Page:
Mentor: Let us start by defining our game. We'll consider a bag of marbles. In this bag there are two
different colors of marbles, red and blue. In our example we'll say that there are 4 red and 4
blue. We will take two marbles out of the bag without looking inside, and when we look at the
first one we find that it is red. What are the chances, theoretically speaking, that the
second one is also red?

Student 1: Well, that's pretty easy. We know that there are 4 of each color marble and 8 in the bag, so
there is a
4/8 chance that we'll draw a red -- hey that's 1/2! -- and another
1/2 chance that we'll draw another red. So the probability of both happening is
1/2 x 1/2 = 1/4.

Student 2: But wait a minute. If we draw 1 red marble out doesn't that mean that there are just 7
marbles left in the bag, only 3 of which are red marbles? Wouldn't this make our new
probability be
1/2 * 3/7 = 3/14?

Mentor: We have two different answers! Maybe the problem is not as simple as it at first appeared to
be. Let us look at several easier problems and then return to The Marble Bag later.

Mentor: This whole question hinges on a term called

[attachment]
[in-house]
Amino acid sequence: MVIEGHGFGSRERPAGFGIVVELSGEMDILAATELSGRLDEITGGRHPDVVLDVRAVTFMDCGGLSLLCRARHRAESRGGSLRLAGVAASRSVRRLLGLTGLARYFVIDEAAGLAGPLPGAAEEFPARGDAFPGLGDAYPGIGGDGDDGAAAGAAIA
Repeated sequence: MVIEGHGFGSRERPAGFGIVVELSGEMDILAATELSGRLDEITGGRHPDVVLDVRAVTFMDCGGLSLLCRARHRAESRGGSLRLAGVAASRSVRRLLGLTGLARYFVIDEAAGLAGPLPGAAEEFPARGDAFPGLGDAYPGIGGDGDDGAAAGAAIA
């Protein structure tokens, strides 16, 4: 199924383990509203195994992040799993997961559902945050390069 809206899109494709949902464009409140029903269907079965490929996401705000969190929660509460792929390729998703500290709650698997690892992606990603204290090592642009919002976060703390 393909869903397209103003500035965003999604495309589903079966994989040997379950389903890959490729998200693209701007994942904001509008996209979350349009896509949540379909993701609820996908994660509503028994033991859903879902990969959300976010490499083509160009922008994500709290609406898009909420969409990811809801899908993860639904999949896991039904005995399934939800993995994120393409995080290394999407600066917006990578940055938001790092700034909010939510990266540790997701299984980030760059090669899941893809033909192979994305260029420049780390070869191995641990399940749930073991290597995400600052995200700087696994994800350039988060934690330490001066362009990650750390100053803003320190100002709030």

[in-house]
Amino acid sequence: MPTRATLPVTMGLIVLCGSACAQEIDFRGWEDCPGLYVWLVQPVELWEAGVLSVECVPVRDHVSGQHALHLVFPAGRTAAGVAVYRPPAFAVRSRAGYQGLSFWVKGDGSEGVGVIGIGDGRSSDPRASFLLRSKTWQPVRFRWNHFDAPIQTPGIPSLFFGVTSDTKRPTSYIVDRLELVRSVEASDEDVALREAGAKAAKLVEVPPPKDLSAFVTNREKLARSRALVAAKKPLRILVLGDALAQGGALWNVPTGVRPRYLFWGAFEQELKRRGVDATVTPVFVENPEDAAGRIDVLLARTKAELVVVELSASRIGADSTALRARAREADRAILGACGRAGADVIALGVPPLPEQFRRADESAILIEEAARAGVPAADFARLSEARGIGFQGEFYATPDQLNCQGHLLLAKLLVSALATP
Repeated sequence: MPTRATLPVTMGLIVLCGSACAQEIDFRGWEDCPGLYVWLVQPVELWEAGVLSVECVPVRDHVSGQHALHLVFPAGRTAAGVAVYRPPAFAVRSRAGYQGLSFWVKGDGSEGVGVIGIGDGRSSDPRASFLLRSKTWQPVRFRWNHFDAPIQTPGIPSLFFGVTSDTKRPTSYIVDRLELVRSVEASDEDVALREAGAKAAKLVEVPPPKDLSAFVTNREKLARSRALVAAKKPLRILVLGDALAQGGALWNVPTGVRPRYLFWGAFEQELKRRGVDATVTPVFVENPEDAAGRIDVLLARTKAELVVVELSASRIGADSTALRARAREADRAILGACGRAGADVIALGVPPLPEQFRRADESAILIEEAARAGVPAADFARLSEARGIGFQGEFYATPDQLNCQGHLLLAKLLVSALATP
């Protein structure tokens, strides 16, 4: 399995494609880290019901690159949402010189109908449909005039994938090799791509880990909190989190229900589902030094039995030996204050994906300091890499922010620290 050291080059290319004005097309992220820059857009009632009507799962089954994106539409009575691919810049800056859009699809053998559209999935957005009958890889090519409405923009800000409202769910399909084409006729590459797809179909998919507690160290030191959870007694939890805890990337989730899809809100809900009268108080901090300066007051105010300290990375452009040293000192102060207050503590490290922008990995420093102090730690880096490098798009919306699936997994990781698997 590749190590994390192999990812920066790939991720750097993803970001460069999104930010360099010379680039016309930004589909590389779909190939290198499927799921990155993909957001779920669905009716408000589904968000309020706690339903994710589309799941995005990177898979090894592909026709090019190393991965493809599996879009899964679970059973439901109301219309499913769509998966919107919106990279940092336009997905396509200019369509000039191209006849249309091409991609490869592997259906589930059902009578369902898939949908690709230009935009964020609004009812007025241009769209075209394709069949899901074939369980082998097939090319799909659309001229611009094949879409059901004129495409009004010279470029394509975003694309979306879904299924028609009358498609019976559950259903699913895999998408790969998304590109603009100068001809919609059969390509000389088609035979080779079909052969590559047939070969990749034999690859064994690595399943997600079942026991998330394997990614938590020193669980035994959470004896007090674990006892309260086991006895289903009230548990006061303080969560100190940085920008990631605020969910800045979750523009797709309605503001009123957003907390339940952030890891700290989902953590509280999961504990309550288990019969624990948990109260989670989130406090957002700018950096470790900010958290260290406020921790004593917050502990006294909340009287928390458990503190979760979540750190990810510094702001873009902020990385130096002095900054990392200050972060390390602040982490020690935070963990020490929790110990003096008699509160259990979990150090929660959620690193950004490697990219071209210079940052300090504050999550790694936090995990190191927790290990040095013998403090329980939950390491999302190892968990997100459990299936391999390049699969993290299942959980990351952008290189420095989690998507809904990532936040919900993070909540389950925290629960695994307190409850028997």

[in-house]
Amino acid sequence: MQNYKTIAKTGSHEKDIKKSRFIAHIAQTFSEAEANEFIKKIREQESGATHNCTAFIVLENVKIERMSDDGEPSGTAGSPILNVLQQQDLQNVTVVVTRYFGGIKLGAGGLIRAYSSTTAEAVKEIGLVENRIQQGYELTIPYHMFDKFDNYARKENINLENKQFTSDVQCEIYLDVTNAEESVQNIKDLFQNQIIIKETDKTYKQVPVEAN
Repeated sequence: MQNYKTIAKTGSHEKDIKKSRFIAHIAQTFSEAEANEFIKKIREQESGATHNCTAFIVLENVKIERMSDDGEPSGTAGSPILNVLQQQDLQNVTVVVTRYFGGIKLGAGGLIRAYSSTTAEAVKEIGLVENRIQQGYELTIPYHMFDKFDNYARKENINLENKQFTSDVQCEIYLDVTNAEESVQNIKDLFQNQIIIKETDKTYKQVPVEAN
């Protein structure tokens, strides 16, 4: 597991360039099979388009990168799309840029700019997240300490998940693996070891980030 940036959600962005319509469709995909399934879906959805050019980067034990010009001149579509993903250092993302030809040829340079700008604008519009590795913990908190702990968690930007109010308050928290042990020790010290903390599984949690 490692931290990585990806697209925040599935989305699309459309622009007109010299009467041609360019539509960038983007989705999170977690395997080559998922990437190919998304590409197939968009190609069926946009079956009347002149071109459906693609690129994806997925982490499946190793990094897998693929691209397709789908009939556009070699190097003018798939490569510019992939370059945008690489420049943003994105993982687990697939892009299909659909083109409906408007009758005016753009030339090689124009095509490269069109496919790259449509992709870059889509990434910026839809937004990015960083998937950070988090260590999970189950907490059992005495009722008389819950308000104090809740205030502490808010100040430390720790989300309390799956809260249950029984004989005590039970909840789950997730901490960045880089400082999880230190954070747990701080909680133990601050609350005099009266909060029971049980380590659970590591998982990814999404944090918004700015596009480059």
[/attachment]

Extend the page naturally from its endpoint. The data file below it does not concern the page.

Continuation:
replacement. Both of you are exactly right, but it depends on the way you view the problem. Let's look at
an easier problem. Let's say that we have just 4 marbles in the bag, 2 red and 2 blue. The
likelihood of drawing a red is 1/2. Now for a moment let's say we didn't put the marble that
we just drew, back into the bag. So how many total marbles do we have after pulling the first
red out?

Student 2: There are 3 total marbles in the bag if you don't put the red one back.

Mentor: What is the probability of drawing another red if we don't replace the one we've already
drawn?

Student 1: Then it would be 1/2*1/3 which is
1/6 wouldn't it?

Student 2: That would be because there are only three marbles left. So my answer to the first question
was correct then?

Mentor: Yes if you choose to look at it that way. Let's go back to our simpler problem of 4 marbles.
What if we replace the marble that we have just drawn. We've already established that the
probability of drawing one red is 1/2. Now what is the probability of drawing another red if
we choose to replace the marble that we have just drawn?

Student 1: Then it would be like I said in my answer to the first problem. The probability of drawing
another red marble would be 1/2, just like the first time we drew. So the probability of
drawing two red ones would be 1/2*1/2 or
1/4.

Mentor: Right, it all depends on whether or not we replace the marble or item that we have just
withdrawn from the bag. Everytime we have a probability question like this -- choosing
multiple objects out of the same set -- we have to decide whether we have replacement or not.

This process of choosing objects like marbles out of containers like bags to determine what
the contents of the bag look like is called
sampling, so we have been talking about
sampling with and without replacement!